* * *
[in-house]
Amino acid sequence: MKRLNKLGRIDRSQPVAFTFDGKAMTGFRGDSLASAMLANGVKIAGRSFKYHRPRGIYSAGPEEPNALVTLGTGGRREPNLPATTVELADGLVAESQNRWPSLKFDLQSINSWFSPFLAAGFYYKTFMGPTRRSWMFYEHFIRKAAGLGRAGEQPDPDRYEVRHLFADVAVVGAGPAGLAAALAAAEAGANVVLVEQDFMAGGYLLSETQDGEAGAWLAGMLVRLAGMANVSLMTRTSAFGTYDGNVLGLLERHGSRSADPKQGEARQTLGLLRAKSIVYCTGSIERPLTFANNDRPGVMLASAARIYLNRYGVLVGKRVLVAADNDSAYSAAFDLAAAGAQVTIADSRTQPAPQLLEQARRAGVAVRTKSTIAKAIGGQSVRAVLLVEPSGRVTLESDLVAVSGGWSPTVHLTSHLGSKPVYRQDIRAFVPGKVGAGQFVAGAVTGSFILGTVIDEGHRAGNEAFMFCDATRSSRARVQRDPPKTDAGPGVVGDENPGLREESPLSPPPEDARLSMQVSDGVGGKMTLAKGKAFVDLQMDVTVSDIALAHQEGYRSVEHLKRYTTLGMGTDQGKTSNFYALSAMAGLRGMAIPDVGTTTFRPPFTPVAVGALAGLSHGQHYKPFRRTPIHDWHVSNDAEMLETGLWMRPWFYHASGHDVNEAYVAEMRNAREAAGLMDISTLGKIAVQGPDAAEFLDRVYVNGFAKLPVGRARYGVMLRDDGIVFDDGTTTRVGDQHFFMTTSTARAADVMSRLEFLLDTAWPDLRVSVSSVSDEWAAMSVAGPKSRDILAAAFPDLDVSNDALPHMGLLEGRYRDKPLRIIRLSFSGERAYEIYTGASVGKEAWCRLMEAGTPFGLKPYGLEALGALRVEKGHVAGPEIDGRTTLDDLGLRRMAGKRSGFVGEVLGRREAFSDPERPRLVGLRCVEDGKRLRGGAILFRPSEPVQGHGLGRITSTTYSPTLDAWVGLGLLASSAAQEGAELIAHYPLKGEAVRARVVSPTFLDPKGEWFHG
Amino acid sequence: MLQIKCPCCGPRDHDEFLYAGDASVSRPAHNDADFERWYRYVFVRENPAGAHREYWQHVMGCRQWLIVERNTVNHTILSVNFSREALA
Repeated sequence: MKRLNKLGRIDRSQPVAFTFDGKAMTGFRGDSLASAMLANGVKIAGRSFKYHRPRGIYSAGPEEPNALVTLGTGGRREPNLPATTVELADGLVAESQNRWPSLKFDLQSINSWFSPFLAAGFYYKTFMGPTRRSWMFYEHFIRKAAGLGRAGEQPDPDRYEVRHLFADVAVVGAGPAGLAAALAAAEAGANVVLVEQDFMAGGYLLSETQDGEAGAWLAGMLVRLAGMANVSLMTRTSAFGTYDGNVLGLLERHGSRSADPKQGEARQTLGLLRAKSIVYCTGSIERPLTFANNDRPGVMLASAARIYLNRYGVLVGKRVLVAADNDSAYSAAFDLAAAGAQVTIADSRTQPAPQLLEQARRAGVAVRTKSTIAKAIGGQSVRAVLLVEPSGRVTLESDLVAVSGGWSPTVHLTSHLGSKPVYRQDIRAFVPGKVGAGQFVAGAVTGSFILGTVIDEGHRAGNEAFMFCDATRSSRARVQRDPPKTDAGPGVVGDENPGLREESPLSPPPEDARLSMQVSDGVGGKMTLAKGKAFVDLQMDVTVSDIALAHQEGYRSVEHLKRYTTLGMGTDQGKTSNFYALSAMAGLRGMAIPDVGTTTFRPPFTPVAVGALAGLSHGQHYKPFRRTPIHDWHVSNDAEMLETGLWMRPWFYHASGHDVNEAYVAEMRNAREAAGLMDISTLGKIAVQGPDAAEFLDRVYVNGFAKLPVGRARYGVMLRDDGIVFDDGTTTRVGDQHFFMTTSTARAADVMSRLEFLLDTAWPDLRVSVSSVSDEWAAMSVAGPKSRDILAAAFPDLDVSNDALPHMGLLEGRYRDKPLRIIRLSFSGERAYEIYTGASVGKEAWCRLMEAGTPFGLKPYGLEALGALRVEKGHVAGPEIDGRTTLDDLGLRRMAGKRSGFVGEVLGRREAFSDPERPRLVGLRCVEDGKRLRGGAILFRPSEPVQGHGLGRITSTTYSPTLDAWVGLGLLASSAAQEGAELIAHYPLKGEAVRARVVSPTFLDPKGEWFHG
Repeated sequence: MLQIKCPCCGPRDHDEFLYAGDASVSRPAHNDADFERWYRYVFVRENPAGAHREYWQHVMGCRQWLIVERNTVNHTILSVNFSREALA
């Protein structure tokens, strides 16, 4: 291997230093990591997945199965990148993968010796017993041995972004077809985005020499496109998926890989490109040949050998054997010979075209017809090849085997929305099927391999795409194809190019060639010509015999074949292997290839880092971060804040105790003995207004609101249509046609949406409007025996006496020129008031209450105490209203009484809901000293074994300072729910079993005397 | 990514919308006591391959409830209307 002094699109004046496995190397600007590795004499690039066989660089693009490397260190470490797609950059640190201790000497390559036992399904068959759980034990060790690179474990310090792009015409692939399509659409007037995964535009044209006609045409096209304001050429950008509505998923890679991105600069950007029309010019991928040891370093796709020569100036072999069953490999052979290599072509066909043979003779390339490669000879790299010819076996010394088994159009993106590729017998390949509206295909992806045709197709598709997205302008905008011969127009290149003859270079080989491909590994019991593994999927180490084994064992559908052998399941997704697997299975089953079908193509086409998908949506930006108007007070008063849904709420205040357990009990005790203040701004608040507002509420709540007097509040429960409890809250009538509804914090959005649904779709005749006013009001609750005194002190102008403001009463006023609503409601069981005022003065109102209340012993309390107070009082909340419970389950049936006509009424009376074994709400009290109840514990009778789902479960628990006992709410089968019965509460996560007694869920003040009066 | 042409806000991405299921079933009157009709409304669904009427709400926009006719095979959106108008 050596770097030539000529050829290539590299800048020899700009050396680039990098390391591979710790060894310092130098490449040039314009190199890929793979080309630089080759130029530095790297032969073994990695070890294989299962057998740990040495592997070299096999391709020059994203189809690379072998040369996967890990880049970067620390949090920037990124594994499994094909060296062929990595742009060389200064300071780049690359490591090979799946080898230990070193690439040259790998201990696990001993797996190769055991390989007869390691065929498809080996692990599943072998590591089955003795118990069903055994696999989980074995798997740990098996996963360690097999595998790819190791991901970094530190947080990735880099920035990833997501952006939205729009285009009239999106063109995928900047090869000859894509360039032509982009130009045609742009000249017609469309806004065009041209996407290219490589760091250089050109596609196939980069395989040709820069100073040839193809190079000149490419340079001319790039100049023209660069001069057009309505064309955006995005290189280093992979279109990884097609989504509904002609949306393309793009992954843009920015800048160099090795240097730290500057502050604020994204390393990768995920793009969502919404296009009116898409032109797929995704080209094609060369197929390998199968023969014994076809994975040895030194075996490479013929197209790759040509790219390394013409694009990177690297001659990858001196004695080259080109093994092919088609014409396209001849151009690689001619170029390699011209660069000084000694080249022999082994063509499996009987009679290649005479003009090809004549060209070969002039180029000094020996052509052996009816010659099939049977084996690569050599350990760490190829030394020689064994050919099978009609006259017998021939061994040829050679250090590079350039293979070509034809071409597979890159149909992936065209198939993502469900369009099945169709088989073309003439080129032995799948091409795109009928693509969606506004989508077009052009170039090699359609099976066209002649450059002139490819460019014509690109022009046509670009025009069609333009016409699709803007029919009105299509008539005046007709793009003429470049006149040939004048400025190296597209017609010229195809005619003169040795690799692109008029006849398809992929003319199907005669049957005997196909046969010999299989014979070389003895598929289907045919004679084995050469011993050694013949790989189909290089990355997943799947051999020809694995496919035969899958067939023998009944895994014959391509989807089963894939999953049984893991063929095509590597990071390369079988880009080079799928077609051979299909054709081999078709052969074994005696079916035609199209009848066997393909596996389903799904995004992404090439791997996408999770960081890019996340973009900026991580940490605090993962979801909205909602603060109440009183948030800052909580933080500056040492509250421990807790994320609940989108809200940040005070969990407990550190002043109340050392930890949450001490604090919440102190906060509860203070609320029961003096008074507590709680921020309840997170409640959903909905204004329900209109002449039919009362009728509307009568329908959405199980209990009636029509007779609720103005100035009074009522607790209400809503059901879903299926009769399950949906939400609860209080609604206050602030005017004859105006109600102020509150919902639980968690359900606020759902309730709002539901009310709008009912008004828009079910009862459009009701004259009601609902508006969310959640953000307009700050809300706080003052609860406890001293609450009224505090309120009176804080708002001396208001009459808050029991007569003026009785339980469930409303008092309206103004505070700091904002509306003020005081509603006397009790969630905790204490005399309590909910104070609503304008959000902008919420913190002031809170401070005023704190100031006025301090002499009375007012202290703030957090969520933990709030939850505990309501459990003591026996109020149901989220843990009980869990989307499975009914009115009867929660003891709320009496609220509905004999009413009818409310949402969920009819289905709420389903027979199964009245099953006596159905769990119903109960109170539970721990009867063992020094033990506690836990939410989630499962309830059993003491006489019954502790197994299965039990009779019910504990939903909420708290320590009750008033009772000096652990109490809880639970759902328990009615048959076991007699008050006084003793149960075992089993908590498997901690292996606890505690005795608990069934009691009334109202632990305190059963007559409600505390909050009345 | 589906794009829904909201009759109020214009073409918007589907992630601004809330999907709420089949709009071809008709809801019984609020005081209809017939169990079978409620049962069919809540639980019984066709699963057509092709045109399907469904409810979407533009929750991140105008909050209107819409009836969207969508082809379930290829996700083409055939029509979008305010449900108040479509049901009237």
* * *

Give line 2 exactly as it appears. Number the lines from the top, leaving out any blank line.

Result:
Amino acid sequence: MKRLNKLGRIDRSQPVAFTFDGKAMTGFRGDSLASAMLANGVKIAGRSFKYHRPRGIYSAGPEEPNALVTLGTGGRREPNLPATTVELADGLVAESQNRWPSLKFDLQSINSWFSPFLAAGFYYKTFMGPTRRSWMFYEHFIRKAAGLGRAGEQPDPDRYEVRHLFADVAVVGAGPAGLAAALAAAEAGANVVLVEQDFMAGGYLLSETQDGEAGAWLAGMLVRLAGMANVSLMTRTSAFGTYDGNVLGLLERHGSRSADPKQGEARQTLGLLRAKSIVYCTGSIERPLTFANNDRPGVMLASAARIYLNRYGVLVGKRVLVAADNDSAYSAAFDLAAAGAQVTIADSRTQPAPQLLEQARRAGVAVRTKSTIAKAIGGQSVRAVLLVEPSGRVTLESDLVAVSGGWSPTVHLTSHLGSKPVYRQDIRAFVPGKVGAGQFVAGAVTGSFILGTVIDEGHRAGNEAFMFCDATRSSRARVQRDPPKTDAGPGVVGDENPGLREESPLSPPPEDARLSMQVSDGVGGKMTLAKGKAFVDLQMDVTVSDIALAHQEGYRSVEHLKRYTTLGMGTDQGKTSNFYALSAMAGLRGMAIPDVGTTTFRPPFTPVAVGALAGLSHGQHYKPFRRTPIHDWHVSNDAEMLETGLWMRPWFYHASGHDVNEAYVAEMRNAREAAGLMDISTLGKIAVQGPDAAEFLDRVYVNGFAKLPVGRARYGVMLRDDGIVFDDGTTTRVGDQHFFMTTSTARAADVMSRLEFLLDTAWPDLRVSVSSVSDEWAAMSVAGPKSRDILAAAFPDLDVSNDALPHMGLLEGRYRDKPLRIIRLSFSGERAYEIYTGASVGKEAWCRLMEAGTPFGLKPYGLEALGALRVEKGHVAGPEIDGRTTLDDLGLRRMAGKRSGFVGEVLGRREAFSDPERPRLVGLRCVEDGKRLRGGAILFRPSEPVQGHGLGRITSTTYSPTLDAWVGLGLLASSAAQEGAELIAHYPLKGEAVRARVVSPTFLDPKGEWFHG